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Wednesday, April 16, 2014

Moore breaking new ground in track

Anyone who follows college football recruiting knows that West Bolivar’s Kailo Moore is a highly-recruited running back prospect that led the Eagles to a Class 2A state title last year.
They know he’s got a ton of offers, from Ole Miss to Mississippi State to Alabama and so forth. Those same recruitniks also know that Moore is fast — very fast.
What some may not realize is just how fast Moore (5-foot-10, 185-pounds) really is, or better put, how fast he can be on the track and on the football field. The rising senior standout was an eyelash away from placing his name in the state meet record book Monday when he completed the 100 meter dash in 10.41 seconds to win an individual state title. His race not only got the crowd at Pearl High School buzzing, it did the same thing to the media contingent covering the meet. Moore’s time was just 0.2 seconds off the state record currently held by former Oxford High standout Horatio Williams, who signed to play wide receiver for Ole Miss before matriculating to Hinds CC, LSU and now Florida State to run track exclusively.
The biggest difference between Moore and Williams, outside of the finish, is that Moore can still come back and break the record where Williams accomplished it his senior year.
“I came in running pretty good. I had my mind focused on breaking the record. I fell a little short but I got another year to come back and break it again. I’m still pretty satisfied with my overall performance,” Moore said following the 100.
Moore entered Monday’s competition seeded fourth after running the 100 at 2A North Half in 10.8 seconds. He said he hadn’t given his full in previous competitions.
“I have different types of strategies in the way I run. I run the 200 meter and when I come out of the curl, I try to make my stride longer. When I come out of my drive, I open up my stride and that was taking longer so I said (Monday) I was going to run my regular race,” Moore said. “I wanted to start faster and real hard out of the blocks and drive around 30 meters and then come out and run a real fast time. My strength is closing in. I’ve been working on my start because that’s real important in a 100 meter race. I’m satisfied with my time today.”
West Bolivar’s track coach, Willie Thomas, realizes just how good Moore’s time was Monday and said that he has the potential to be a track-only star, if he decided to concentrate on the sport full-time.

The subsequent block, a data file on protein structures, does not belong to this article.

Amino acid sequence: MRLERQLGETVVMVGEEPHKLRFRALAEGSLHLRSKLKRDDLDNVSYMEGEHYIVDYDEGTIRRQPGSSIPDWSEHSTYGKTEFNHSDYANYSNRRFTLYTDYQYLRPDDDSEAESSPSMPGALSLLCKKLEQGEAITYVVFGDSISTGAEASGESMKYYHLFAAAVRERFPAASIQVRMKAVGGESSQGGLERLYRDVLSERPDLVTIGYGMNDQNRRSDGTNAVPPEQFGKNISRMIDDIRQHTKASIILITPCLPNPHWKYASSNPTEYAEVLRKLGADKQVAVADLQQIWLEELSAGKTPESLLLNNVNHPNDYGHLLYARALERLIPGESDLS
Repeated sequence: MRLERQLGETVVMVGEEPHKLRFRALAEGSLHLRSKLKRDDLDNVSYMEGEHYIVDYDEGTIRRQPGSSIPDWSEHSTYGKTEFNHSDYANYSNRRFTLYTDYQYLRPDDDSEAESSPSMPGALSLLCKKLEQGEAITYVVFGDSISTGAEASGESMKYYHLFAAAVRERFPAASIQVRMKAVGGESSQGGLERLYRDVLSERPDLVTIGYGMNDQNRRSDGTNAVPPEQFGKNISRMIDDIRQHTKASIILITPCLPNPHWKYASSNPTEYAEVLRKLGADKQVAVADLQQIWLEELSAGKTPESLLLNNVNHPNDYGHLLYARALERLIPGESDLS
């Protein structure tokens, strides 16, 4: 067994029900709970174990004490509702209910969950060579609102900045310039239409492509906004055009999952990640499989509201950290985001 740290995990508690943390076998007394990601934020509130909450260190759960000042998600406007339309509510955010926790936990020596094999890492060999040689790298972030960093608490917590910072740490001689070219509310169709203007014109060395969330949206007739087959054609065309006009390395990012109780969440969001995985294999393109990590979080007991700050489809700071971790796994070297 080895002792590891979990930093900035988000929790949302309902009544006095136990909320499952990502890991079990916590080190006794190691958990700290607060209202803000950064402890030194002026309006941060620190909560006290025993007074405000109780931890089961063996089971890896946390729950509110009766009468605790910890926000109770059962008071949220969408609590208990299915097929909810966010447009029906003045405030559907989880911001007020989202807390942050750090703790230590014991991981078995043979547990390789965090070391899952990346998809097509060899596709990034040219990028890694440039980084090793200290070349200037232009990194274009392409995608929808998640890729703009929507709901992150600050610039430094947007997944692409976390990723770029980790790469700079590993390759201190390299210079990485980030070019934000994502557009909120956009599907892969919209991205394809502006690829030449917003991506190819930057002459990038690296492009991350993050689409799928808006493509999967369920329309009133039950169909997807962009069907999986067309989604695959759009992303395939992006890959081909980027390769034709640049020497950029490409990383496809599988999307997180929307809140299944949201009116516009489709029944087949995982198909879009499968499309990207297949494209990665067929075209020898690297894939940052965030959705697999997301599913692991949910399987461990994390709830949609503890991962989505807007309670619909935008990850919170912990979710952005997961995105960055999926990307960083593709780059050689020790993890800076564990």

“One thing people don’t understand is that we don’t have track facilities and how good he could be if we were able to do it all the time,” said Thomas about Moore, who ran a 10.84 in the 100 when he was in seventh grade. “The track season is so short. We really need to finish in June. He was able to do that as a junior and also in just six weeks of training.”
As good as Moore is in the 100, he is even better in the 200 because of his long stride. Moore didn’t compete in the 200 at the state meet because he was disqualified at North Half because officials said he started too early.
“The 200 is probably my best race but the 100 is my favorite,” Moore said. “I was just so anxious (before the 200 at North Half). I was feeling real good, very loose. The boy from (Shelby) Broad Street had snuck up on me the week before and got me by a tenth of a second because I wasn’t focused. I went into the 200 real comfortable, relaxed and I was anxious to run a 20.6. They said I got out too fast and ended up getting DQ’d.”
Moore’s personal-best time in the 100 is a 10.3 he ran at Ted Gormley Stadium in New Orleans last summer and his goal is to come back and put up the same time to break the state record next year.
This summer, he will a member of a select running team — the Mississippi Heat — that will he compete with when he’s not going to football camps.
“Track helps me a whole lot with football. Just the way I come out at track practice and train when I go to football practice and they give me the ball 25 times in practice and in games, it helps me a whole lot because I won’t be tired because of running track,” said Moore, who plans to play defensive back as well as running back in 2012. “Track has helped me a whole lot because at the beginning of the season, I was up to 193 pounds and I had a lot of fat on my body. (Dropping weight) helped me a whole lot. This summer I’m going to be going back and forth with football. Track is not going to be done until the first week in August.”
Thomas added that Moore wants to run track and play football in college and because he is such a highly recruited running back — has him rated as the seventh-best at his position in the nation — that some college track coaches have backed off from signing him just as a track athlete.
“If he decided to just run track, he would need to get down to 170, 175 to be a sprinter so he could be in the low 20s in the 200 and even lower 10s in the 100,” Thomas said. “He definitely has a future in track if he wants to just do that. I’ve told him to do both and when he gets older, he’ll figure it out on which one he wants to do.” (May 16, 2012, Page 6)

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